I never want to reduce the possibilities of Him supernaturally conquering this world!  I want to live with an ever-present awareness that God can invade every situation in my life. And I want the history of my life to be a reflection of His Presence, and I want to remember every detail to share with whomever will listen.  It is vital for the Body of Christ to never lose their memories of God's supernatural activity in their lives.
     Like those stones on the banks of the River Jordan, we need to leave a lasting testimony that not only preserves the memories of God's Greatness and Provision, but prophecies of His future acts of Righteousness and Justice.  Nothing has changed since those long-ago days in the Bible. We are serving a God that deserves to be praised and lauded for all He has done.  It is important that both we and our future generations never forget. Joshua said it so well ... Testify to the [supernatural] works of the Lord, our God, so that all the peoples of the earth may know that the hand of the Lord is Mighty, that you may fear the Lord your God forever.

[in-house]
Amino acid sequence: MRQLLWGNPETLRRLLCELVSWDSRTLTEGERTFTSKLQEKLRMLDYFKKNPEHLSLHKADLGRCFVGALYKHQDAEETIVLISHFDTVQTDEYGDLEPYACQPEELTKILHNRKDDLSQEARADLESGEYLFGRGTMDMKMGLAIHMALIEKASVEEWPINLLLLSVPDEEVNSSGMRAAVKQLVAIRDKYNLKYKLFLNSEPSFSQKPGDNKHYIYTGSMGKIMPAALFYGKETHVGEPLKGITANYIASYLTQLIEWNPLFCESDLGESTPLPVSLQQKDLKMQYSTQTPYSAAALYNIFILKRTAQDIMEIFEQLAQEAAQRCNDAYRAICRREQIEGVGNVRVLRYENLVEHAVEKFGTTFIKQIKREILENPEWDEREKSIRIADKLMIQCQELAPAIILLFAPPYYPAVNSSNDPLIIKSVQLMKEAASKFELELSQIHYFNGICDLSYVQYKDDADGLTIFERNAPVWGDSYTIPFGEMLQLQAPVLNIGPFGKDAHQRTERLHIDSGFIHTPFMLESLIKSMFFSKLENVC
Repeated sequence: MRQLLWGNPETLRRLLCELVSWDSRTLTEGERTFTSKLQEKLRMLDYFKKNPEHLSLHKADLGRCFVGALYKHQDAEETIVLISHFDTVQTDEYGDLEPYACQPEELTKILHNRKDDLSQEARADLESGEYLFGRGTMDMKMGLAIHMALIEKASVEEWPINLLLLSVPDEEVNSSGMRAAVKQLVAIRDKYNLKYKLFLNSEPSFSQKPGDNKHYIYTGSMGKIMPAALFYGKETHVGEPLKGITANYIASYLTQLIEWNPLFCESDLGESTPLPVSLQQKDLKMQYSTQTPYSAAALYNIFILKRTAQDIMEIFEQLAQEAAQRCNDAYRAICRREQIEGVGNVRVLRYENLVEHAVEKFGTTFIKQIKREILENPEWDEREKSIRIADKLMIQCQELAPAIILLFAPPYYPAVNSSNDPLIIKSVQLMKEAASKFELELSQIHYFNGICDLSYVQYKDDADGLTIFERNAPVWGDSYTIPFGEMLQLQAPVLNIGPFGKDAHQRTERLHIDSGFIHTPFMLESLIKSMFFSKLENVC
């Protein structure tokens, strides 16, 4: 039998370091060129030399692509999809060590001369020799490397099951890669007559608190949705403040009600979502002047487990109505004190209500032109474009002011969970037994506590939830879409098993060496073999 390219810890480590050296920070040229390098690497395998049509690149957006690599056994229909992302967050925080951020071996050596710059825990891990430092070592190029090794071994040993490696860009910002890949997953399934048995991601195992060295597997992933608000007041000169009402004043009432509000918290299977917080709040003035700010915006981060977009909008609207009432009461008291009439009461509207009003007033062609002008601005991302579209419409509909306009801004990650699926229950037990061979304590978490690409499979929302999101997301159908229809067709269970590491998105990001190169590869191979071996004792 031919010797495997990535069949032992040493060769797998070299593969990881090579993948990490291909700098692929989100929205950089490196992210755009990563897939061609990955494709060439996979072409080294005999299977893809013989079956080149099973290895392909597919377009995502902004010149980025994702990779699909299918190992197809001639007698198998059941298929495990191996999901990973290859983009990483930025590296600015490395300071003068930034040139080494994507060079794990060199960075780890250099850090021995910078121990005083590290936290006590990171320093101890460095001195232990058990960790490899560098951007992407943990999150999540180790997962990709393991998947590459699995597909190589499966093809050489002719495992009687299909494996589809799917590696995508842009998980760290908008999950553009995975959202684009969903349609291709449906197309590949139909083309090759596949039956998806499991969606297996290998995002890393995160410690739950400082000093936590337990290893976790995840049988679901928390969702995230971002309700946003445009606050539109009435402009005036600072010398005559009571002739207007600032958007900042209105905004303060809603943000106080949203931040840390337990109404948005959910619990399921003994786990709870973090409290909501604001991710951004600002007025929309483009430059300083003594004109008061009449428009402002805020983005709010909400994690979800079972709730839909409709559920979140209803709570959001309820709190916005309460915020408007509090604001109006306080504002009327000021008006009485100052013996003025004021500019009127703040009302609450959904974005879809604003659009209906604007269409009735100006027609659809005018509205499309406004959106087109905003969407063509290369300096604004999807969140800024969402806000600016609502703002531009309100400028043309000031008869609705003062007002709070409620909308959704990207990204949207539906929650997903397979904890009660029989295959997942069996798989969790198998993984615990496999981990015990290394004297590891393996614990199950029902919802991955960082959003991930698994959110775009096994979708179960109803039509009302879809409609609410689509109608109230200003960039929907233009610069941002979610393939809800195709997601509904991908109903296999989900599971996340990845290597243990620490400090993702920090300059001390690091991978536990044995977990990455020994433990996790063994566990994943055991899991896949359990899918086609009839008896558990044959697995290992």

Psalm 78:4     We will not hide them from their children, but tell to the coming generation the glorious deeds of the Lord, and his might, and the wonders that He has done.